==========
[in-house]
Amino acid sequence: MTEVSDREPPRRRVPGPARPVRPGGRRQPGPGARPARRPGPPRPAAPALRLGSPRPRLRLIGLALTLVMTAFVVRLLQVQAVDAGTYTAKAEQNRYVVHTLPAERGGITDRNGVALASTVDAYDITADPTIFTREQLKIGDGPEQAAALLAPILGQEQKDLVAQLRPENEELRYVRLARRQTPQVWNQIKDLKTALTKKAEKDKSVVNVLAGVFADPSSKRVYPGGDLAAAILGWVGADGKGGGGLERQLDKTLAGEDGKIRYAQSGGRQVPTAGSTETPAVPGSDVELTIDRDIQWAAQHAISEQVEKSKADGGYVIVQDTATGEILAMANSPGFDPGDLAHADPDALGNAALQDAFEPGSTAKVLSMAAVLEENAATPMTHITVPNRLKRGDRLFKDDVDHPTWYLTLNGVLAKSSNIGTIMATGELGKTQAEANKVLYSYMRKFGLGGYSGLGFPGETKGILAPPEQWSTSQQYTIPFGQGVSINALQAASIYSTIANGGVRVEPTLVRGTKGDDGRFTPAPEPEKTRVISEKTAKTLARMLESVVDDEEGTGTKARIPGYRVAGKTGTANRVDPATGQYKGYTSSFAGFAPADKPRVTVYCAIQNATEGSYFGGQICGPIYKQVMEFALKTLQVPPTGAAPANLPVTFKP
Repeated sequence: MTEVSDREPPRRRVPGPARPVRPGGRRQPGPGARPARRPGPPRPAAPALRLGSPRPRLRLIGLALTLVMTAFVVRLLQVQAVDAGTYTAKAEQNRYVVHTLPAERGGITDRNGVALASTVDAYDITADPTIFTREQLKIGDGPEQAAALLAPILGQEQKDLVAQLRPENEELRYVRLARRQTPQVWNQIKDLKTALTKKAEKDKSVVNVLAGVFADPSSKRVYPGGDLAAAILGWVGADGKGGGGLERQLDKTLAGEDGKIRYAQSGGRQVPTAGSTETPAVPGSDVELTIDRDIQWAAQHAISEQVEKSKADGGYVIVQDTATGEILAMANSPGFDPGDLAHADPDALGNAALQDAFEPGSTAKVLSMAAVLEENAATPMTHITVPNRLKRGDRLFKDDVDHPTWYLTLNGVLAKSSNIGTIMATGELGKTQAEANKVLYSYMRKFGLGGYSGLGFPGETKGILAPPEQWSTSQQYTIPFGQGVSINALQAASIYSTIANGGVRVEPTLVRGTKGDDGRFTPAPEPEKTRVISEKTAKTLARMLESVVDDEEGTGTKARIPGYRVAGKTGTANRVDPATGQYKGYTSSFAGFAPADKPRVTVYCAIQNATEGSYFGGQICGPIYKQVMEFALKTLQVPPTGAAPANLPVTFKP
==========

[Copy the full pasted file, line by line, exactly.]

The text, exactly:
[in-house]
Amino acid sequence: MTEVSDREPPRRRVPGPARPVRPGGRRQPGPGARPARRPGPPRPAAPALRLGSPRPRLRLIGLALTLVMTAFVVRLLQVQAVDAGTYTAKAEQNRYVVHTLPAERGGITDRNGVALASTVDAYDITADPTIFTREQLKIGDGPEQAAALLAPILGQEQKDLVAQLRPENEELRYVRLARRQTPQVWNQIKDLKTALTKKAEKDKSVVNVLAGVFADPSSKRVYPGGDLAAAILGWVGADGKGGGGLERQLDKTLAGEDGKIRYAQSGGRQVPTAGSTETPAVPGSDVELTIDRDIQWAAQHAISEQVEKSKADGGYVIVQDTATGEILAMANSPGFDPGDLAHADPDALGNAALQDAFEPGSTAKVLSMAAVLEENAATPMTHITVPNRLKRGDRLFKDDVDHPTWYLTLNGVLAKSSNIGTIMATGELGKTQAEANKVLYSYMRKFGLGGYSGLGFPGETKGILAPPEQWSTSQQYTIPFGQGVSINALQAASIYSTIANGGVRVEPTLVRGTKGDDGRFTPAPEPEKTRVISEKTAKTLARMLESVVDDEEGTGTKARIPGYRVAGKTGTANRVDPATGQYKGYTSSFAGFAPADKPRVTVYCAIQNATEGSYFGGQICGPIYKQVMEFALKTLQVPPTGAAPANLPVTFKP
Repeated sequence: MTEVSDREPPRRRVPGPARPVRPGGRRQPGPGARPARRPGPPRPAAPALRLGSPRPRLRLIGLALTLVMTAFVVRLLQVQAVDAGTYTAKAEQNRYVVHTLPAERGGITDRNGVALASTVDAYDITADPTIFTREQLKIGDGPEQAAALLAPILGQEQKDLVAQLRPENEELRYVRLARRQTPQVWNQIKDLKTALTKKAEKDKSVVNVLAGVFADPSSKRVYPGGDLAAAILGWVGADGKGGGGLERQLDKTLAGEDGKIRYAQSGGRQVPTAGSTETPAVPGSDVELTIDRDIQWAAQHAISEQVEKSKADGGYVIVQDTATGEILAMANSPGFDPGDLAHADPDALGNAALQDAFEPGSTAKVLSMAAVLEENAATPMTHITVPNRLKRGDRLFKDDVDHPTWYLTLNGVLAKSSNIGTIMATGELGKTQAEANKVLYSYMRKFGLGGYSGLGFPGETKGILAPPEQWSTSQQYTIPFGQGVSINALQAASIYSTIANGGVRVEPTLVRGTKGDDGRFTPAPEPEKTRVISEKTAKTLARMLESVVDDEEGTGTKARIPGYRVAGKTGTANRVDPATGQYKGYTSSFAGFAPADKPRVTVYCAIQNATEGSYFGGQICGPIYKQVMEFALKTLQVPPTGAAPANLPVTFKP